Missouri Farmers Union President Richard Oswald participated in a briefing last week in Washington, D.C., for members of Congress and staff. Hosted by Rep. Russ Carnahan, D-Mo., the briefing focused on the effects of the Mississippi and Missouri Rivers flooding. Other panelists representing related government agencies and non-governmental organizations also participated in the briefing.
"Our levee system protected farms in Atchison County, Mo., without incident for more than four decades," Oswald said. "Until this year, only 1993 -- with the highest rainfall levels in 500 years -- stressed levees to the breaking point. All of us who farm in the Missouri Valley hope to see a return to reliably managed, fully funded flood protection."
Panelists made presentations highlighting aspects of the flood and were available for questions after the briefing.
"Flooding in certain areas around the country, especially in parts of Missouri, has had a devastating effect and many are unaware of the magnitude of what is going on," said National Farmers Union President Roger Johnson. "This briefing was an opportunity to educate members of Congress and their staff on the situation and how it is impacting agriculture."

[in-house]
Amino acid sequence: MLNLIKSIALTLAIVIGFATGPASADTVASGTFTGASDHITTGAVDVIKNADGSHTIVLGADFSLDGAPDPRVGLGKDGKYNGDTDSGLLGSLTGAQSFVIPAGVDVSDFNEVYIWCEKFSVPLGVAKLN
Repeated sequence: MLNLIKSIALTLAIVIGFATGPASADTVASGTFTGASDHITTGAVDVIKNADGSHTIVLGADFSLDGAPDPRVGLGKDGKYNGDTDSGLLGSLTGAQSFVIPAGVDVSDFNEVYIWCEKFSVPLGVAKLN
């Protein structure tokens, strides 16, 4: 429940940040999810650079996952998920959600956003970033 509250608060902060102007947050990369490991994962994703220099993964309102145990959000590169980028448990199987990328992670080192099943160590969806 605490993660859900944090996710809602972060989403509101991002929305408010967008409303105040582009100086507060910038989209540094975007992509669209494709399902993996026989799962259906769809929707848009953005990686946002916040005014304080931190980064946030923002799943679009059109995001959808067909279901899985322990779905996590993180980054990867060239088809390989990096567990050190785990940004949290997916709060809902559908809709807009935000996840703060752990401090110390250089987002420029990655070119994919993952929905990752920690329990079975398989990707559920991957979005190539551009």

A group of Missouri Farmers Union members also took the opportunity to meet with the NFU president to discuss the upcoming 2012 Farm Bill negotiations and highlighted NFU's top priorities to include in the legislation.
"Like everything else in Washington these days, costs will be the primary factor when determining what programs are included in the farm bill and which ones are left out," Johnson said. "That is why it is critical that stakeholders come together to write a comprehensive piece of legislation that is satisfactory to all parties. No one will be able to get everything they want, but if we all work together, we stand a chance of getting what we absolutely need."
Johnson emphasized that safety nets are NFU's top priority and that any farm bill must help protect farmers and ranchers.
"Farming is a very unpredictable industry, with many variables such as weather and commodity prices that are out of the producer's control," Johnson said. "Family farmers and ranchers must have a strong safety net in place to help them get through difficult times. Livestock producers also need assurances in the next farm bill that they will be able to compete in a fair marketplace."
Source: Missouri Farmers Union